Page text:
James L. Calderwood offers a lively exploration of the ways in which Shakespeare dramatizes the strategies people employ to deal with and transcend the inevitability of death. In keeping with the views of Ernest Becker, Norman O. Brown, and others, Calderwood argues that the denial of death is fundamental to both individuals and their cultures. By drawing on a fascinating range of examples, he suggests how often and how variously Shakespeare dramatizes this desire for symbolic immortality.But I am constant as the northern star Of whose truefixed and resting quality There is no fellow in the firmament. ... The hands that were to have spoken against him with restraint and nobility a the manual equivalent to his own celestial wordaanbsp;...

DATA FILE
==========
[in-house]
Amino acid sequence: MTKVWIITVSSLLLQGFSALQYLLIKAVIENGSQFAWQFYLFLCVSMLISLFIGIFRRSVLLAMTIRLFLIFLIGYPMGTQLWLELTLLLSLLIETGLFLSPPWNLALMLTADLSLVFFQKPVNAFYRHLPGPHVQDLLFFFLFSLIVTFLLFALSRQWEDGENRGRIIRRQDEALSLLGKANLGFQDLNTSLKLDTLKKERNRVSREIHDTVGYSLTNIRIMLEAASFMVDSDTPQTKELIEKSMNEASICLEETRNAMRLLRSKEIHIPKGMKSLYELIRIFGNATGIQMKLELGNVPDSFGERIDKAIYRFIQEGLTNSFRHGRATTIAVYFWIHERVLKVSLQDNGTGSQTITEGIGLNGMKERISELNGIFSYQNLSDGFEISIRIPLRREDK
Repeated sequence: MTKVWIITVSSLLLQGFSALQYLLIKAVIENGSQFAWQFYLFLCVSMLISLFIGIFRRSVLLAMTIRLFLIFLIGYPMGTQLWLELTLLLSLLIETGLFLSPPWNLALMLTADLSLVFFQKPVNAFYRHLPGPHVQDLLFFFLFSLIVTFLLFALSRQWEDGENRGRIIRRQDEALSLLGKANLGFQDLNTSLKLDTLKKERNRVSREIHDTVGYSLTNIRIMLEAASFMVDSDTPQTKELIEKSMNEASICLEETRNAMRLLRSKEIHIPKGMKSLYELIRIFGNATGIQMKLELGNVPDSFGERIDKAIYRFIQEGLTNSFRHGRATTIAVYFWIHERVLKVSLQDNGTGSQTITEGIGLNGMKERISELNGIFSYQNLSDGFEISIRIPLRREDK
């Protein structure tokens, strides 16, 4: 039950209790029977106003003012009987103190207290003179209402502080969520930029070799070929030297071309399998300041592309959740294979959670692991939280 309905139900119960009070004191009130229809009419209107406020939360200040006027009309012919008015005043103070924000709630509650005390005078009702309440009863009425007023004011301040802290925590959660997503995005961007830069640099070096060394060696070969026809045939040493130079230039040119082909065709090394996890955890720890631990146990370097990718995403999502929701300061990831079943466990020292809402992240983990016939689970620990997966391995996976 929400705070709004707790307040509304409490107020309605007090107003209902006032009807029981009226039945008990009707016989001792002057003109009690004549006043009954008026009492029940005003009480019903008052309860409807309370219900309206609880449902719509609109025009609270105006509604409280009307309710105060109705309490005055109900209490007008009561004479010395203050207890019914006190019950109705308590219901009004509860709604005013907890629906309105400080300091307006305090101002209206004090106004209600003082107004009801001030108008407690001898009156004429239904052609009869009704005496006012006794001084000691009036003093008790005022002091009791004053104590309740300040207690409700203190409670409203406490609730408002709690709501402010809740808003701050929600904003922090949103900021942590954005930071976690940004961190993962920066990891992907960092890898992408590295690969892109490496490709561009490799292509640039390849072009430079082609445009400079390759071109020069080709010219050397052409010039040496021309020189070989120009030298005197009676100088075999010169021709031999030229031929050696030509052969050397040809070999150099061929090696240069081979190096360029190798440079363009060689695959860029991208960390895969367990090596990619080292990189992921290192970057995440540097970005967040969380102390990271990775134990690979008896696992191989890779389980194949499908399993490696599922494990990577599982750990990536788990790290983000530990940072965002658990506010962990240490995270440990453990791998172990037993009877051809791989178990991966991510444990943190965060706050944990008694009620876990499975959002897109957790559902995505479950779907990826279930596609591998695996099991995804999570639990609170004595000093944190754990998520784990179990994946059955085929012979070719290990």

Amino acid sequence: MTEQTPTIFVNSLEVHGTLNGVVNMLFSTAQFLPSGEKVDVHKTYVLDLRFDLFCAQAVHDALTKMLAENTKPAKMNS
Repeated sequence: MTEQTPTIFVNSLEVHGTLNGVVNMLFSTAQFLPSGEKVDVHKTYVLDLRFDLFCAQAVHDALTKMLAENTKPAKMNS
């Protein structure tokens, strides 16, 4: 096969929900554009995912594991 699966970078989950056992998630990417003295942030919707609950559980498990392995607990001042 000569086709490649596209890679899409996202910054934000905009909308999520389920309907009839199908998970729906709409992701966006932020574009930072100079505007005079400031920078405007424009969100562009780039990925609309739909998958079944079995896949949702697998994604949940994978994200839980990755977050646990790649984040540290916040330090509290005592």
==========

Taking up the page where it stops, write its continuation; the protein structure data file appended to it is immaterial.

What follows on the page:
|Title||:||Shakespeare & the Denial of Death|
|Author||:||James L. Calderwood|
|Publisher||:||Univ of Massachusetts Press - 1987|